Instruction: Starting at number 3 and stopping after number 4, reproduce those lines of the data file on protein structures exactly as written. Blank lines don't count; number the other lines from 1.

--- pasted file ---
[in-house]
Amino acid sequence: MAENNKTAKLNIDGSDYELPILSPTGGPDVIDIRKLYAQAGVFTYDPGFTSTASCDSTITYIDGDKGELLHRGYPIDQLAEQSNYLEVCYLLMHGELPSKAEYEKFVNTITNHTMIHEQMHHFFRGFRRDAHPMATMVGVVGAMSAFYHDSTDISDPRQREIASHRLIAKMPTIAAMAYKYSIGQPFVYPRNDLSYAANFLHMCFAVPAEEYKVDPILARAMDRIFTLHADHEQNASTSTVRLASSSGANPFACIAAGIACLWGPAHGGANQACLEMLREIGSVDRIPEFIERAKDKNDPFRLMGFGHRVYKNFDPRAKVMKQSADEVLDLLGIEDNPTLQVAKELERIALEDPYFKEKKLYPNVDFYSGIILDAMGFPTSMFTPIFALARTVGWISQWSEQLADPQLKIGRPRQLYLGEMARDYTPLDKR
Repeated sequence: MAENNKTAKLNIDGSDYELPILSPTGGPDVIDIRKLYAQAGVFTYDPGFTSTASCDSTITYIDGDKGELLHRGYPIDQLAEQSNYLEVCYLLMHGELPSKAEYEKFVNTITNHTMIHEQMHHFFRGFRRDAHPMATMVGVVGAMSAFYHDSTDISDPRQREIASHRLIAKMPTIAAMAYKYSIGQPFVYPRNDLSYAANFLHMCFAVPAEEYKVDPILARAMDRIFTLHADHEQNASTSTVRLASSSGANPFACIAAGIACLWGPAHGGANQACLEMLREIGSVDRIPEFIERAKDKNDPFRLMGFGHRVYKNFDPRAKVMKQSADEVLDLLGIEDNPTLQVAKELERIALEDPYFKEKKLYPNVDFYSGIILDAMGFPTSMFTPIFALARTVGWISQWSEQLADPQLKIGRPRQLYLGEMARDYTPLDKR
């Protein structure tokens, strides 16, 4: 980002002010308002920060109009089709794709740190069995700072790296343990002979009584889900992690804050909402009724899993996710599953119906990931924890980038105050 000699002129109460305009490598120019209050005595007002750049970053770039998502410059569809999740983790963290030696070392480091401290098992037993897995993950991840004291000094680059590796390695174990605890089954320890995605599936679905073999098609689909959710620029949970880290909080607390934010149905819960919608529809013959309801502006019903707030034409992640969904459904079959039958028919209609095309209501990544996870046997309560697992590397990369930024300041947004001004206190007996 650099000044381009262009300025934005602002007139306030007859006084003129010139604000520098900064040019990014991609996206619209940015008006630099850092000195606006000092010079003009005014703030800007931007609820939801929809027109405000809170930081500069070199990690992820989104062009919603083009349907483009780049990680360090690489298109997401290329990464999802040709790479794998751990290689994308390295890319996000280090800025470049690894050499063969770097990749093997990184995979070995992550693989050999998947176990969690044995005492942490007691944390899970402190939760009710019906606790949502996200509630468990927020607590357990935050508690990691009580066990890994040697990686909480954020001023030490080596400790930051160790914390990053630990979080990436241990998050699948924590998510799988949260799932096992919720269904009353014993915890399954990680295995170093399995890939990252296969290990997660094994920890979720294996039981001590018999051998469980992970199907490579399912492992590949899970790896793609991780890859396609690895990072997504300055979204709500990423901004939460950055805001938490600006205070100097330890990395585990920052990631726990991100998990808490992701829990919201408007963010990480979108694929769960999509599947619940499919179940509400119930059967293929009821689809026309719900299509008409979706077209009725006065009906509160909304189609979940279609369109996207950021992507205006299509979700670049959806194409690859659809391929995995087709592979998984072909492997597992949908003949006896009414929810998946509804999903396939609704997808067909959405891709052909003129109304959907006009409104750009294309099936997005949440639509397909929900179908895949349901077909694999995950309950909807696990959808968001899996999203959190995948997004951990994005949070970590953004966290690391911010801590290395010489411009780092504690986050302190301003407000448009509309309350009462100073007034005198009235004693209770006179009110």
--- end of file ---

Repeated sequence: MAENNKTAKLNIDGSDYELPILSPTGGPDVIDIRKLYAQAGVFTYDPGFTSTASCDSTITYIDGDKGELLHRGYPIDQLAEQSNYLEVCYLLMHGELPSKAEYEKFVNTITNHTMIHEQMHHFFRGFRRDAHPMATMVGVVGAMSAFYHDSTDISDPRQREIASHRLIAKMPTIAAMAYKYSIGQPFVYPRNDLSYAANFLHMCFAVPAEEYKVDPILARAMDRIFTLHADHEQNASTSTVRLASSSGANPFACIAAGIACLWGPAHGGANQACLEMLREIGSVDRIPEFIERAKDKNDPFRLMGFGHRVYKNFDPRAKVMKQSADEVLDLLGIEDNPTLQVAKELERIALEDPYFKEKKLYPNVDFYSGIILDAMGFPTSMFTPIFALARTVGWISQWSEQLADPQLKIGRPRQLYLGEMARDYTPLDKR
């Protein structure tokens, strides 16, 4: 980002002010308002920060109009089709794709740190069995700072790296343990002979009584889900992690804050909402009724899993996710599953119906990931924890980038105050 000699002129109460305009490598120019209050005595007002750049970053770039998502410059569809999740983790963290030696070392480091401290098992037993897995993950991840004291000094680059590796390695174990605890089954320890995605599936679905073999098609689909959710620029949970880290909080607390934010149905819960919608529809013959309801502006019903707030034409992640969904459904079959039958028919209609095309209501990544996870046997309560697992590397990369930024300041947004001004206190007996 650099000044381009262009300025934005602002007139306030007859006084003129010139604000520098900064040019990014991609996206619209940015008006630099850092000195606006000092010079003009005014703030800007931007609820939801929809027109405000809170930081500069070199990690992820989104062009919603083009349907483009780049990680360090690489298109997401290329990464999802040709790479794998751990290689994308390295890319996000280090800025470049690894050499063969770097990749093997990184995979070995992550693989050999998947176990969690044995005492942490007691944390899970402190939760009710019906606790949502996200509630468990927020607590357990935050508690990691009580066990890994040697990686909480954020001023030490080596400790930051160790914390990053630990979080990436241990998050699948924590998510799988949260799932096992919720269904009353014993915890399954990680295995170093399995890939990252296969290990997660094994920890979720294996039981001590018999051998469980992970199907490579399912492992590949899970790896793609991780890859396609690895990072997504300055979204709500990423901004939460950055805001938490600006205070100097330890990395585990920052990631726990991100998990808490992701829990919201408007963010990480979108694929769960999509599947619940499919179940509400119930059967293929009821689809026309719900299509008409979706077209009725006065009906509160909304189609979940279609369109996207950021992507205006299509979700670049959806194409690859659809391929995995087709592979998984072909492997597992949908003949006896009414929810998946509804999903396939609704997808067909959405891709052909003129109304959907006009409104750009294309099936997005949440639509397909929900179908895949349901077909694999995950309950909807696990959808968001899996999203959190995948997004951990994005949070970590953004966290690391911010801590290395010489411009780092504690986050302190301003407000448009509309309350009462100073007034005198009235004693209770006179009110």